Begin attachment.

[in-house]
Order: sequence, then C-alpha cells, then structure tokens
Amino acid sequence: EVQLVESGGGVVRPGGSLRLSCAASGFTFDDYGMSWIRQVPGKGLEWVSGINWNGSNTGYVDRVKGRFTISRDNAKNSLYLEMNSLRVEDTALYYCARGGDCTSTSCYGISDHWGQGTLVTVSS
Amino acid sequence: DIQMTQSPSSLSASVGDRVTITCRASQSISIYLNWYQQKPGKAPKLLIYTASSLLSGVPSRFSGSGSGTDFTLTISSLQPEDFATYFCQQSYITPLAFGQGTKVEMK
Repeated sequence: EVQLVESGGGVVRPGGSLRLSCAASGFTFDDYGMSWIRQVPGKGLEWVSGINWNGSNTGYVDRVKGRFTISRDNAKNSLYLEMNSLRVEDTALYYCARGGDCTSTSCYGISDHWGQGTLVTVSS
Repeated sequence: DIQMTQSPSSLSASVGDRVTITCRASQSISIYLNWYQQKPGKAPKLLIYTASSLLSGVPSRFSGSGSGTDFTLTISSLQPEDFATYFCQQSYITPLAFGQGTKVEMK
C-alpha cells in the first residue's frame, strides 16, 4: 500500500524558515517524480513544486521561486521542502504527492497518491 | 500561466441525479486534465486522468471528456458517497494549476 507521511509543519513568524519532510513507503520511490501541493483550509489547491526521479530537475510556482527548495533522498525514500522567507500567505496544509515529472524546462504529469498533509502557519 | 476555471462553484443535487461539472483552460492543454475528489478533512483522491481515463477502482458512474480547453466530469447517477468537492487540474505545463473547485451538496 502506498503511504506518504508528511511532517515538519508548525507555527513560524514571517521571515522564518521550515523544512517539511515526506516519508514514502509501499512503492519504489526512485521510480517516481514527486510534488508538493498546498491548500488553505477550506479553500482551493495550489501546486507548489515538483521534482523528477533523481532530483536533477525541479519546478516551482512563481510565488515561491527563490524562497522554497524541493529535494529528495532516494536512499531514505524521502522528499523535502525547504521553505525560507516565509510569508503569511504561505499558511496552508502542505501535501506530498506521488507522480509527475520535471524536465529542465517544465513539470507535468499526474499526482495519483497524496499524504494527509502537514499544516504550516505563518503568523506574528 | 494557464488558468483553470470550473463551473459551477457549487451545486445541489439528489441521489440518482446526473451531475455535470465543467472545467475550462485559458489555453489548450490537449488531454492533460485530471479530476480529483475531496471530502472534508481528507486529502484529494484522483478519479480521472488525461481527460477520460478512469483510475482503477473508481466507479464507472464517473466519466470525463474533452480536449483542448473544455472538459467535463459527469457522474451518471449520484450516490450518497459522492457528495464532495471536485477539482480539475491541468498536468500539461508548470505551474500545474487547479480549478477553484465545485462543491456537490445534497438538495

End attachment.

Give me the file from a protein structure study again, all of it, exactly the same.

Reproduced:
[in-house]
Order: sequence, then C-alpha cells, then structure tokens
Amino acid sequence: EVQLVESGGGVVRPGGSLRLSCAASGFTFDDYGMSWIRQVPGKGLEWVSGINWNGSNTGYVDRVKGRFTISRDNAKNSLYLEMNSLRVEDTALYYCARGGDCTSTSCYGISDHWGQGTLVTVSS
Amino acid sequence: DIQMTQSPSSLSASVGDRVTITCRASQSISIYLNWYQQKPGKAPKLLIYTASSLLSGVPSRFSGSGSGTDFTLTISSLQPEDFATYFCQQSYITPLAFGQGTKVEMK
Repeated sequence: EVQLVESGGGVVRPGGSLRLSCAASGFTFDDYGMSWIRQVPGKGLEWVSGINWNGSNTGYVDRVKGRFTISRDNAKNSLYLEMNSLRVEDTALYYCARGGDCTSTSCYGISDHWGQGTLVTVSS
Repeated sequence: DIQMTQSPSSLSASVGDRVTITCRASQSISIYLNWYQQKPGKAPKLLIYTASSLLSGVPSRFSGSGSGTDFTLTISSLQPEDFATYFCQQSYITPLAFGQGTKVEMK
C-alpha cells in the first residue's frame, strides 16, 4: 500500500524558515517524480513544486521561486521542502504527492497518491 | 500561466441525479486534465486522468471528456458517497494549476 507521511509543519513568524519532510513507503520511490501541493483550509489547491526521479530537475510556482527548495533522498525514500522567507500567505496544509515529472524546462504529469498533509502557519 | 476555471462553484443535487461539472483552460492543454475528489478533512483522491481515463477502482458512474480547453466530469447517477468537492487540474505545463473547485451538496 502506498503511504506518504508528511511532517515538519508548525507555527513560524514571517521571515522564518521550515523544512517539511515526506516519508514514502509501499512503492519504489526512485521510480517516481514527486510534488508538493498546498491548500488553505477550506479553500482551493495550489501546486507548489515538483521534482523528477533523481532530483536533477525541479519546478516551482512563481510565488515561491527563490524562497522554497524541493529535494529528495532516494536512499531514505524521502522528499523535502525547504521553505525560507516565509510569508503569511504561505499558511496552508502542505501535501506530498506521488507522480509527475520535471524536465529542465517544465513539470507535468499526474499526482495519483497524496499524504494527509502537514499544516504550516505563518503568523506574528 | 494557464488558468483553470470550473463551473459551477457549487451545486445541489439528489441521489440518482446526473451531475455535470465543467472545467475550462485559458489555453489548450490537449488531454492533460485530471479530476480529483475531496471530502472534508481528507486529502484529494484522483478519479480521472488525461481527460477520460478512469483510475482503477473508481466507479464507472464517473466519466470525463474533452480536449483542448473544455472538459467535463459527469457522474451518471449520484450516490450518497459522492457528495464532495471536485477539482480539475491541468498536468500539461508548470505551474500545474487547479480549478477553484465545485462543491456537490445534497438538495